NAICU Washington Update

Department Releases Guidance on State Authorization, Credit Hour, Other Areas

March 23, 2011

The Department of Education has released two "Dear Colleague" letters providing further guidance on regulations issued last October.  The first "Dear Colleague" letter was released on March 17, and deals with state authorization, incentive compensation, and misrepresentation.  The second letter, released March 18, addresses the federal definition of a credit hour and accreditation agency procedures for enforcing the definition. 

The state authorization portion of the March 17 letter includes 23 items in a question-and-answer format.  Some of the issues covered are authorization "by name," the scope of certain exemptions, the complaint resolution process, and distance education provisions.

The letter uses a similar Q&A format to address six items relating to incentive compensation, along with tables and examples to explain further the activities and payment methods subject to the new rules.  The descriptions of covered and exempt activities, clarifications, and examples of bundled activities that do and do not constitute incentive compensation will need to be read carefully, as the Department in several cases makes fine distinctions between what is considered incentive compensation and what isn't. 

The document does explain the conditions under which "tuition-sharing" may be acceptable, and also describes cases in which the actions of high-level managers dealing only with policy issues related to recruiting would not be considered as incentive compensation.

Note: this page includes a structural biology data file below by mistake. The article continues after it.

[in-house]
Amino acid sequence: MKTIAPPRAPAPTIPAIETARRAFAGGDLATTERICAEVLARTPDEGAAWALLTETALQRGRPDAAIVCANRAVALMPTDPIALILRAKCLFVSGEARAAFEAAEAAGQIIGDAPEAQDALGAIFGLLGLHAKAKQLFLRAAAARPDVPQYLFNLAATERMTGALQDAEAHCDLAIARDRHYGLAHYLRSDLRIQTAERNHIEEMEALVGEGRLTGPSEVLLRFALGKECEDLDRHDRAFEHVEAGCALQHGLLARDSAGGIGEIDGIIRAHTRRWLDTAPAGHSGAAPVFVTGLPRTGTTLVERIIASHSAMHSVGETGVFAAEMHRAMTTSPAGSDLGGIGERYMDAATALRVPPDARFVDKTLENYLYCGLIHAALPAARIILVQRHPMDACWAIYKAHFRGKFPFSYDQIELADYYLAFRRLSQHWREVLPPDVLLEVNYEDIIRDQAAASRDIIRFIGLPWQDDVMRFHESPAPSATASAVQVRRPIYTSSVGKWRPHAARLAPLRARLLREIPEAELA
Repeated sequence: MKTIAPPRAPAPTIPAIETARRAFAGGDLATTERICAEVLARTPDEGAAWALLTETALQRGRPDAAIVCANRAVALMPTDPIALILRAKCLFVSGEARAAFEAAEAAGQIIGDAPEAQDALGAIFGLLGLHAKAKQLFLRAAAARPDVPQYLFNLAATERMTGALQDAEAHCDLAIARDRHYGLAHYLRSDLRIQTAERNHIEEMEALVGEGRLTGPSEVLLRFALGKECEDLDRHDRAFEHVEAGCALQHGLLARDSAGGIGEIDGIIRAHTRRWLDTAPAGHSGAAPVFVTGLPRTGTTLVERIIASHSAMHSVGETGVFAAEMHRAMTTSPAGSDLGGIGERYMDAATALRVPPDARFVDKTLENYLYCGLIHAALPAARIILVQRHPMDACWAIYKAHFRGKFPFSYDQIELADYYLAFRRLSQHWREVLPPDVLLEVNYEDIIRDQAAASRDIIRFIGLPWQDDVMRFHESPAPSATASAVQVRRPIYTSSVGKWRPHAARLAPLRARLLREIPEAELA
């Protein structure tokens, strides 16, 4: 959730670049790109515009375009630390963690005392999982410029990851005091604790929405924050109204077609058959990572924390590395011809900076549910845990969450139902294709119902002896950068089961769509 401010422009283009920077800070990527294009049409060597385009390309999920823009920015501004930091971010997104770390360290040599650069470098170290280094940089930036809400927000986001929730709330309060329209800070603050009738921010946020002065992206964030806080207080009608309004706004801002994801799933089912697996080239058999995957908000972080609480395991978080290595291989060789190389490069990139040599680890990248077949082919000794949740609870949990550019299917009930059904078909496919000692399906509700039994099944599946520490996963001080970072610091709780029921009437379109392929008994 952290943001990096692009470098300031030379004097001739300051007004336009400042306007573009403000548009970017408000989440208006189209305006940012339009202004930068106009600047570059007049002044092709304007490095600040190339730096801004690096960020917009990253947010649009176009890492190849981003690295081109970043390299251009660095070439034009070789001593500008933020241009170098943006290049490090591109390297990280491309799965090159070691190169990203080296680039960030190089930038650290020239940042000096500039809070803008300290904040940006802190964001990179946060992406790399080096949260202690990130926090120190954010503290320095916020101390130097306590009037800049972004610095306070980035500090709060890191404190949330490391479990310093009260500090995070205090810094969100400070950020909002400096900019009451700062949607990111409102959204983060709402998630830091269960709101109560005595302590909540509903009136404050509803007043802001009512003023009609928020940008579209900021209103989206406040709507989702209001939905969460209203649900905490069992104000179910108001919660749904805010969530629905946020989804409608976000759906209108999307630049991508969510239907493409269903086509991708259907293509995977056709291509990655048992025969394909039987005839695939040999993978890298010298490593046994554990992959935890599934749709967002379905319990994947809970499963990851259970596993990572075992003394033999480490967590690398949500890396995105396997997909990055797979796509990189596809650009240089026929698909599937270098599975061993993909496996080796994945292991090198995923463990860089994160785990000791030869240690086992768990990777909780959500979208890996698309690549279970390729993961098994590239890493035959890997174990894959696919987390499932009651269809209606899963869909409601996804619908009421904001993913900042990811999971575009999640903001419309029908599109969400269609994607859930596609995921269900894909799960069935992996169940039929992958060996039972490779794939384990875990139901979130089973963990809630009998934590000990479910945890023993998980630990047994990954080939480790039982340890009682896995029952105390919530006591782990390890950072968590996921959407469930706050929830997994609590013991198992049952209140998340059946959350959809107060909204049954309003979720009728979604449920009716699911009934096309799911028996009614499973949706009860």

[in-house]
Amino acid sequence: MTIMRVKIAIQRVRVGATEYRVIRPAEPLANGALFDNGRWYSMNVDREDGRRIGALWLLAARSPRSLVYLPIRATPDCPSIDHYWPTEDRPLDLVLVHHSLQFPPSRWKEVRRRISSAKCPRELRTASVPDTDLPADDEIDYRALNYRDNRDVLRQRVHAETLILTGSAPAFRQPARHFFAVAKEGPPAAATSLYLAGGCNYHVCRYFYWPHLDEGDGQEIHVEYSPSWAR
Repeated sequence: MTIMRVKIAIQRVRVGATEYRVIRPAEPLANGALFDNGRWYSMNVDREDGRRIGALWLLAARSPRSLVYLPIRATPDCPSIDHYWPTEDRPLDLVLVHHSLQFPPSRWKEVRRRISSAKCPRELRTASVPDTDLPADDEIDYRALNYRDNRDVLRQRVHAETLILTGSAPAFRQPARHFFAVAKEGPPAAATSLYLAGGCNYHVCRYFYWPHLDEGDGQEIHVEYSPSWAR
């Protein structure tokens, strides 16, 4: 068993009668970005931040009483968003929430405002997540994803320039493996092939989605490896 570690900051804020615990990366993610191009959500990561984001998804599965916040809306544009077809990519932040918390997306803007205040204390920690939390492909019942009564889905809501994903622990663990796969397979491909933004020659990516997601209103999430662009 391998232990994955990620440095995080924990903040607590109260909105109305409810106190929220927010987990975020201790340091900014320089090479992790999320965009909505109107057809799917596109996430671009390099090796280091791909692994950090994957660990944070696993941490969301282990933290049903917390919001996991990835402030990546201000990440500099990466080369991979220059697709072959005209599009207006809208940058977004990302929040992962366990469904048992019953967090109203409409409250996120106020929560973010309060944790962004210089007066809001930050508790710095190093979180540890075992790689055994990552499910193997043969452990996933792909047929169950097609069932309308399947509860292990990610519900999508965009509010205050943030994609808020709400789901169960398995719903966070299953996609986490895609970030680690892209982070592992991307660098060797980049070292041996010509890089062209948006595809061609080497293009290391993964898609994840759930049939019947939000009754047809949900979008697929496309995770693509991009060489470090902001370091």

The section on misrepresentation restates that the regulations do not create a private right of action, and further describes the processes available to an institution to contest action initiated by the Department regarding alleged misrepresentation.  It states that the new regulations do not extend beyond substantial misrepresentation in three areas:  the nature of an eligible institution's educational programs, its financial charges, and the employability of its graduates.  

The March 18 letter on credit hour reaffirms the Department's view that a federal definition is needed, and that accreditation agency oversight of credit hour decisions must be strengthened to address "the potential for a small number of unscrupulous institutions to exploit this lack of minimum standards."

The guidance letter includes two enclosures:  (1) A Q&A document that addresses 11 issues related to the definition of a credit hour, the role of accrediting agencies, and the role of states; and (2) additional guidance to accreditors regarding their responsibilities - including the specific review elements and typical documentation the Department will expect accreditors to have.

For more information on state authorization or credit hour, contact Susan Hattan,

For more information on misrepresentation or incentive compensation, contact Maureen Budetti,

MORE News from NAICU